We should worry about what the Committee was not allowed to change. In particular, I am concerned about the Government's reasons for rejecting our amendments. We asked to reduce the impact of the ministerial hand and to put more power into the two deregulation Committees, but that was refused. We were told that the Minister should have control. In today's long debate on new clause 1, we asked for a five-year review, but he came up with reasons why that would not be a good idea. The truth is that had new clause 1 been successful, it would have given the Committees the power to consider the regulations in sequence every five years, subject them to the provisions of clause 6 and, if necessary, tell the Minister that they should be changed. That would have put the Minister under pressure to deal with them—but no, he wanted to keep the power and control in his hands.

My hon. Friend the Member for South Cambridgeshire moved amendment No. 3, which was grouped with amendment No. 2. They were designed to reduce the way in which the Government can use the Bill to add to burdens on business. Again, our request was refused. The Committee desperately tried to make life easier for the small business man and woman. We wanted the Government to accept an amendment to ensure the use of plain English in regulations. Indeed, the Minister for the Cabinet Office twice assured the House about that on Second Reading. She said: We— the Government— have taken active steps to ensure that what regulations are introduced are necessary, simple, and easy to understand and implement. She went on to tell us that she chairs a panel on regulatory accountability whose key task is to scrutinise Departments' regulatory proposals and ensure that they meet that high standard. I call Ministers to come to the panel and justify their proposals if the panel thinks that they do not meet its criteria."—[Official Report, 19 March 2001; Vol. 365, c. 23.] We wanted to help and support her in that task, hence the amendment. The Bill must fall within those parameters. It has 15 clauses and is 11 pages long, but it has taken the regulatory impact unit of the Cabinet Office—the guardian, according to the Minister, of the interests of small business—58 pages and, I estimate, just over 30,000 words to explain its purpose.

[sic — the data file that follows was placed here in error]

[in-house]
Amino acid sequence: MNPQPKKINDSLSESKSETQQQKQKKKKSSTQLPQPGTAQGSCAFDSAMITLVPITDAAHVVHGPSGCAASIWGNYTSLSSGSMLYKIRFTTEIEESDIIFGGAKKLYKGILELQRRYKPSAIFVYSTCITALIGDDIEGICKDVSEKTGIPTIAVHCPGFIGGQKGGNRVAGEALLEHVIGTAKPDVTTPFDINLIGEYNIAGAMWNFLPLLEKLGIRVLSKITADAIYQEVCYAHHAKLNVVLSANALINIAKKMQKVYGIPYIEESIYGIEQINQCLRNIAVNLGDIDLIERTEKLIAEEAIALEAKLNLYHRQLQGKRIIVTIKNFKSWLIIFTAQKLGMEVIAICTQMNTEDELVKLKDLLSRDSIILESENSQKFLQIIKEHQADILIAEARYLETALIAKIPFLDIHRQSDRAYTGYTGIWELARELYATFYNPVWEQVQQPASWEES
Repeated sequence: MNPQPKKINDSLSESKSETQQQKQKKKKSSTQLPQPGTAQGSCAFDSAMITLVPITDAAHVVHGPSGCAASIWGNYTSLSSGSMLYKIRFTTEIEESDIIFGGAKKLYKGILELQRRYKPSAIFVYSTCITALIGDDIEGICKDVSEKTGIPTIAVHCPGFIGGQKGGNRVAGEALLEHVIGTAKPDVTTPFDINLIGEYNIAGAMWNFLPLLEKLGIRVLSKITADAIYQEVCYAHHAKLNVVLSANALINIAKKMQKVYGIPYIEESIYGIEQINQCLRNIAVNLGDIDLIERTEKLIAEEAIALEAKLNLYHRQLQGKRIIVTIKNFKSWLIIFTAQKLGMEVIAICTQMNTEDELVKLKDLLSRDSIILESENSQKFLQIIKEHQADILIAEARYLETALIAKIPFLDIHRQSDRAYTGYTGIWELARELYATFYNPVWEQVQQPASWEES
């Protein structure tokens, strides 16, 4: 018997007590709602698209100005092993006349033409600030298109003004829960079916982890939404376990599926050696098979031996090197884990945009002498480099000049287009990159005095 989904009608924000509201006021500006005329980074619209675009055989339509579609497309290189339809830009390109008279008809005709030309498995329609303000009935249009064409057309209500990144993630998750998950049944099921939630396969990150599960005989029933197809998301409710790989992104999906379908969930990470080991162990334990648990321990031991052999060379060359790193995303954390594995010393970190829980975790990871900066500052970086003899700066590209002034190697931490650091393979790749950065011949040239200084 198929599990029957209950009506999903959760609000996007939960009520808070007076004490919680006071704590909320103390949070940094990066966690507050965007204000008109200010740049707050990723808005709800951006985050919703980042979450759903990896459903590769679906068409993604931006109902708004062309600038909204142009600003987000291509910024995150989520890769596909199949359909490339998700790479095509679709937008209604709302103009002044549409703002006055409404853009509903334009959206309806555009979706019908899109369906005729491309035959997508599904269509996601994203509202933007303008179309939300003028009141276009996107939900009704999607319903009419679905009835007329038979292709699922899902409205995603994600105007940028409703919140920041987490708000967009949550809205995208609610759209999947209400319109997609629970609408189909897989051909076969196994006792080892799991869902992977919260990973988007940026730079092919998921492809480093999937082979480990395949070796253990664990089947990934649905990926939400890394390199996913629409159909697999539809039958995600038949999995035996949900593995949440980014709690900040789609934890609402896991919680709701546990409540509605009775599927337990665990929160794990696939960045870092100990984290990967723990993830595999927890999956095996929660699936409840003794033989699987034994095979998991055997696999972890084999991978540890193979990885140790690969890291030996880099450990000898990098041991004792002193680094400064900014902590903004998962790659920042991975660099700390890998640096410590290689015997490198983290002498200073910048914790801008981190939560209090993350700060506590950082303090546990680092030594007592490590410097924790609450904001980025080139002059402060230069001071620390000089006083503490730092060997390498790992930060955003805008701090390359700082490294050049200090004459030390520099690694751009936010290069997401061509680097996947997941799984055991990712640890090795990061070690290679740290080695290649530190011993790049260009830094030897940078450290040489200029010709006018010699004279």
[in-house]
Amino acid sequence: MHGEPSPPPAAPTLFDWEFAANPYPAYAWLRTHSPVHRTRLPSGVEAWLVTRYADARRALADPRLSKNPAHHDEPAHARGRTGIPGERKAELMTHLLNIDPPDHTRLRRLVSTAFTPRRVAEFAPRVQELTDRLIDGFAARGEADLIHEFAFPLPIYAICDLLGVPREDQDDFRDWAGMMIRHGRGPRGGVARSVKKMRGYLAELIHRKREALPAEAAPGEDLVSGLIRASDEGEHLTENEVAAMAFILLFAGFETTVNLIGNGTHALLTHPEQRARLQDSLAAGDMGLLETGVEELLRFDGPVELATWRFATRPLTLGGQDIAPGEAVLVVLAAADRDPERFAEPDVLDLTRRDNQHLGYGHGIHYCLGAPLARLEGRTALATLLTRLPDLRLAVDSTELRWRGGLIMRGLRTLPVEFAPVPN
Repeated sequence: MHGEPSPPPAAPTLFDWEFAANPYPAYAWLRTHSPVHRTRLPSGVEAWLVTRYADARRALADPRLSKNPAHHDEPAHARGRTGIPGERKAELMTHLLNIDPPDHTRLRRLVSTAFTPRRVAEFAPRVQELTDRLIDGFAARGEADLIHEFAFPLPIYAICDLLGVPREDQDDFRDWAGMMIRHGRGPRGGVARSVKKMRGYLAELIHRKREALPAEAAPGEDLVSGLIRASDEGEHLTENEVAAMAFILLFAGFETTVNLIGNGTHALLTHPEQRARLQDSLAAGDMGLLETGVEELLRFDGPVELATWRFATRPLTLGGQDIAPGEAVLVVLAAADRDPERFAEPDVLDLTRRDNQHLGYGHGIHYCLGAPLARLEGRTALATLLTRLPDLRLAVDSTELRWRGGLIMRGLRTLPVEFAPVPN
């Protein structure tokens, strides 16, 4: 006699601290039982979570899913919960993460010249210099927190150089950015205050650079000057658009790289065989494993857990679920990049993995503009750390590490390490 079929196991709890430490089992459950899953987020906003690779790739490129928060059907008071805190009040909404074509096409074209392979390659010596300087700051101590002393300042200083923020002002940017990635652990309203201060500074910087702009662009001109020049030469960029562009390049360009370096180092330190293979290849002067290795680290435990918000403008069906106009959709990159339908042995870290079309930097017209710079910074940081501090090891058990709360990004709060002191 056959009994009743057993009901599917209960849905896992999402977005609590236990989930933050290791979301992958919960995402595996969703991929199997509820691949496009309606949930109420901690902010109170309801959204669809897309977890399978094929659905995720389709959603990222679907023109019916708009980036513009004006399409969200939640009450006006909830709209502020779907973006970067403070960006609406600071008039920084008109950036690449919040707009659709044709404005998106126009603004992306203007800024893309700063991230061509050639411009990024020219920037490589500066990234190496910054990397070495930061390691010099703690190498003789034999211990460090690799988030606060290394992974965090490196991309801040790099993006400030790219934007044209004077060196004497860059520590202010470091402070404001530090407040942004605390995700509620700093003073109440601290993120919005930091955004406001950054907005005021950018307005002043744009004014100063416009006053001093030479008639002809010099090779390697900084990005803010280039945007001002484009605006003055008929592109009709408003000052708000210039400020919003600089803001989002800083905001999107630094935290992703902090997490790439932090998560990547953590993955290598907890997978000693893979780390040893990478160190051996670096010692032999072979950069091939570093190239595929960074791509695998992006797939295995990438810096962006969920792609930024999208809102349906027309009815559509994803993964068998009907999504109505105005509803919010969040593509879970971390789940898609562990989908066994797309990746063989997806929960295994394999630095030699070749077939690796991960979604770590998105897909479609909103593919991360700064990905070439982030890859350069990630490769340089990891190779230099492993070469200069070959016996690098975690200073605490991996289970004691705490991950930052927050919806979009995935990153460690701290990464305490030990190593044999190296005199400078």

I shall resist illustrating my case by working out how many words there are in the Lord's prayer, the creed and the declaration of American independence and ending up with the number of words in the regulatory requirements for the import of caramel, which run to tens of thousands. The fact is that small businesses are visited by inspectors who are experts in their subject. They know everything and expect the small business man to be an expert. That is not fair or right because regulations can be extremely complex.

However, we said "Amen" to the right hon. Lady's words because we thought how right she was, but, despite her assurances, in Committee we ran into a brick wall in the shape of the Parliamentary Secretary. When we argued for plain speaking, he said: it is important that the law is precise, even if it is not in plain English. He went on to claim: When people's freedoms, liberty and costs are involved, it is better to be precise than to insist on the objective of plain English, which is a subjective opinion".—[Official Report, Standing Committee A, 27 March 2001; c. 31–32.] I do not accept that we cannot phrase our regulations in plain English. They do not have to be open to a subjective interpretation or contain a series of words that might be misinterpreted or read a different way by the courts. Our businesses require regulations to be short, sharp and clearly understood. If there were more time, I would have liked to bring to the House a pile of incomprehensible regulations that would take hours to read, with no one being any wiser after having done so because they are incredibly complicated. However, time is not on our side.